"Ack!" The hater of Olympus and 4/3rds joins Dpreview!

Discussion in 'Digital Photography' started by RichA, Dec 12, 2009.

  1. RichA

    RichA Guest

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  2. RichA

    Bruce Guest

    Bruce, Dec 12, 2009
    #2
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  3. RichA

    RichA Guest

    On Dec 12, 6:02 pm, Bruce <> wrote:
    > On Fri, 11 Dec 2009 21:05:38 -0800 (PST), RichA <>
    > wrote:
    >
    > >http://www.dpreview.com/news/0912/09121103nikond3000review.asp

    >
    > Barney Britton wrote some good and very fair reviews while at "Amateur
    > Photographer".  He was not a particularly entertaining read but I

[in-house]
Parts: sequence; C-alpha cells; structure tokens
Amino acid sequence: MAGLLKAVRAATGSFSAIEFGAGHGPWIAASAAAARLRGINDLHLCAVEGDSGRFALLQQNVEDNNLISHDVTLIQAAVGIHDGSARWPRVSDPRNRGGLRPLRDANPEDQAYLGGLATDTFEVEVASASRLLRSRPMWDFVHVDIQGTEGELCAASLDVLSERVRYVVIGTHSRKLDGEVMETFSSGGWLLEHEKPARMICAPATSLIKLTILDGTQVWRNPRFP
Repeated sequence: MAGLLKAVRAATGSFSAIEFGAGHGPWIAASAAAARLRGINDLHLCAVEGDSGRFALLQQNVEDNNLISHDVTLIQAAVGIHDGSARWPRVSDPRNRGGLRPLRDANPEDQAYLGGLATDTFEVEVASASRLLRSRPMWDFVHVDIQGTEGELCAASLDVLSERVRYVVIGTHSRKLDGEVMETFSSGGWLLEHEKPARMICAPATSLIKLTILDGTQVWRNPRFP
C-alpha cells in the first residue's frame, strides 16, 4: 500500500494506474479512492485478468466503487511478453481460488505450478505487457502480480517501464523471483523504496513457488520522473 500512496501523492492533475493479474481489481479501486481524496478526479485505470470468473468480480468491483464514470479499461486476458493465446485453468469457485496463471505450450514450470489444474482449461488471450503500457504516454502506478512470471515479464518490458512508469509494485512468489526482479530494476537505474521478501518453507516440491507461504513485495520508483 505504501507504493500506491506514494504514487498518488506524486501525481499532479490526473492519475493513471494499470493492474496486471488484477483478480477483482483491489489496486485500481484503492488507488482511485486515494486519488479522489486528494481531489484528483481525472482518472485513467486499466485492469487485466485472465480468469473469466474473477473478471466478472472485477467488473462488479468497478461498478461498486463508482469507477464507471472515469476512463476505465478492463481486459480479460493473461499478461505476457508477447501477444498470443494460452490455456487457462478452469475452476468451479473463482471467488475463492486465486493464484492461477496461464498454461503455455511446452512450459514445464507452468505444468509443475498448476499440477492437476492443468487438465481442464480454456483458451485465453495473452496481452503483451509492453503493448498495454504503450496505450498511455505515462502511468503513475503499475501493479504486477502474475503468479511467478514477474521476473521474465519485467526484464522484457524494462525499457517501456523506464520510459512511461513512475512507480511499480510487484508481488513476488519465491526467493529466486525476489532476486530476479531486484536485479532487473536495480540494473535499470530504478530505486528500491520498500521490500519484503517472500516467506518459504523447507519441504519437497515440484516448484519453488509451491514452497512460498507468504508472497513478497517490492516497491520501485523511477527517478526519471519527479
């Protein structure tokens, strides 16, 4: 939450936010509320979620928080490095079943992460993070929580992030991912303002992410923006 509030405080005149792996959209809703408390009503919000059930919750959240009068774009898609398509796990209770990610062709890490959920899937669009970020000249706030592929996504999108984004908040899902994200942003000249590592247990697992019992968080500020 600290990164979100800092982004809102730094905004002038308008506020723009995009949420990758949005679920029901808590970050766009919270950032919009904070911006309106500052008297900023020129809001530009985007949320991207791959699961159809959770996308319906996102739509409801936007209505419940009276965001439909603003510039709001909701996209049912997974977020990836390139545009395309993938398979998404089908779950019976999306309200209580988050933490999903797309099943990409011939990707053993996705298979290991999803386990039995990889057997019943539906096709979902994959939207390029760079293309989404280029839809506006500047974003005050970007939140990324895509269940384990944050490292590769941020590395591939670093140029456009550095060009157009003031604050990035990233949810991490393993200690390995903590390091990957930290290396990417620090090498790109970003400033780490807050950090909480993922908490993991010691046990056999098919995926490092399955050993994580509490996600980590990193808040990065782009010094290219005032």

> don't recall any hint of bias.


    You obviously didn't read any of his Olympus reviews.
     
    RichA, Dec 13, 2009
    #3
  4. RichA

    Bruce Guest

    On Sat, 12 Dec 2009 22:38:46 -0800 (PST), RichA <>
    wrote:
    >On Dec 12, 6:02 pm, Bruce <> wrote:
    >> On Fri, 11 Dec 2009 21:05:38 -0800 (PST), RichA <>
    >> wrote:
    >>
    >> >http://www.dpreview.com/news/0912/09121103nikond3000review.asp

    >>
    >> Barney Britton wrote some good and very fair reviews while at "Amateur
    >> Photographer".  He was not a particularly entertaining read but I
    >> don't recall any hint of bias.

    >
    >You obviously didn't read any of his Olympus reviews.



    I think I read more than one, and there was no hint of bias.

    The problem is that Olympus DSLRs are now a long way behind Canon and
    Nikon DSLRs in several important areas. Pointing that out in a review
    is being objective, not showing bias.
     
    Bruce, Dec 13, 2009
    #4
  5. RichA

    mith Guest

    On 2009-12-13 18:37:04 +0000, Bruce said: